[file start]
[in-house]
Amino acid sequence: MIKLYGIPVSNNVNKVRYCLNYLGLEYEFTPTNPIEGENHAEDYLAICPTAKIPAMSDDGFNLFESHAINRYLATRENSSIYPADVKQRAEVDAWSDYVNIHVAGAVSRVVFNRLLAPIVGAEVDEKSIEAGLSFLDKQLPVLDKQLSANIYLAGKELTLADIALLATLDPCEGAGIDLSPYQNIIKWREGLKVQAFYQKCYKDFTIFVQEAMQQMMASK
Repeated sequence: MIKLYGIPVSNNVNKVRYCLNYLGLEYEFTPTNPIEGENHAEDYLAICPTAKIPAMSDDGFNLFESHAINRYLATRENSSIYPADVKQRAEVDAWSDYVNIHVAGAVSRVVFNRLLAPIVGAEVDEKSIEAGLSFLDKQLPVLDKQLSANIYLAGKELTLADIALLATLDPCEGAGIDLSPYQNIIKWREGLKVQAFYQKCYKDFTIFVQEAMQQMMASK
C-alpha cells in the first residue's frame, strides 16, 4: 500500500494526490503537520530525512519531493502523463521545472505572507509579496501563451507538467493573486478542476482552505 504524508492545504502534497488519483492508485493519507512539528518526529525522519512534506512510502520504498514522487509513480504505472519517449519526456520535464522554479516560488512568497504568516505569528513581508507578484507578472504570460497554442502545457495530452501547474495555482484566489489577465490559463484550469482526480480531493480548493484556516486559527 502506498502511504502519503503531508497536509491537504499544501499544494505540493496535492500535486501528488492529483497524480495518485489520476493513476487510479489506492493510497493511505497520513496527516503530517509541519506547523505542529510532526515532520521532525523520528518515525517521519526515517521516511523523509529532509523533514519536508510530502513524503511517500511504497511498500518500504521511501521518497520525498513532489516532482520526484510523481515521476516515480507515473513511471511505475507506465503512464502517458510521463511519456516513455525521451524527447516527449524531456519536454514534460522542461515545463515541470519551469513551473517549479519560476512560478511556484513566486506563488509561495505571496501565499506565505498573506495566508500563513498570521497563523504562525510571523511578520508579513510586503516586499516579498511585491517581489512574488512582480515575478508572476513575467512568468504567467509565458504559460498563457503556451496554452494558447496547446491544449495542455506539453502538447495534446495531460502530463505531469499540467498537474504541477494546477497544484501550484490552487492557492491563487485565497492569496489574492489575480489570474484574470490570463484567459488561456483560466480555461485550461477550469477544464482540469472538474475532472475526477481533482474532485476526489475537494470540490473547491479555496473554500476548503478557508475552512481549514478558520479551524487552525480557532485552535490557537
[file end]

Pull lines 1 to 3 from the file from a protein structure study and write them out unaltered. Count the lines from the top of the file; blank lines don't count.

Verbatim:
[in-house]
Amino acid sequence: MIKLYGIPVSNNVNKVRYCLNYLGLEYEFTPTNPIEGENHAEDYLAICPTAKIPAMSDDGFNLFESHAINRYLATRENSSIYPADVKQRAEVDAWSDYVNIHVAGAVSRVVFNRLLAPIVGAEVDEKSIEAGLSFLDKQLPVLDKQLSANIYLAGKELTLADIALLATLDPCEGAGIDLSPYQNIIKWREGLKVQAFYQKCYKDFTIFVQEAMQQMMASK
Repeated sequence: MIKLYGIPVSNNVNKVRYCLNYLGLEYEFTPTNPIEGENHAEDYLAICPTAKIPAMSDDGFNLFESHAINRYLATRENSSIYPADVKQRAEVDAWSDYVNIHVAGAVSRVVFNRLLAPIVGAEVDEKSIEAGLSFLDKQLPVLDKQLSANIYLAGKELTLADIALLATLDPCEGAGIDLSPYQNIIKWREGLKVQAFYQKCYKDFTIFVQEAMQQMMASK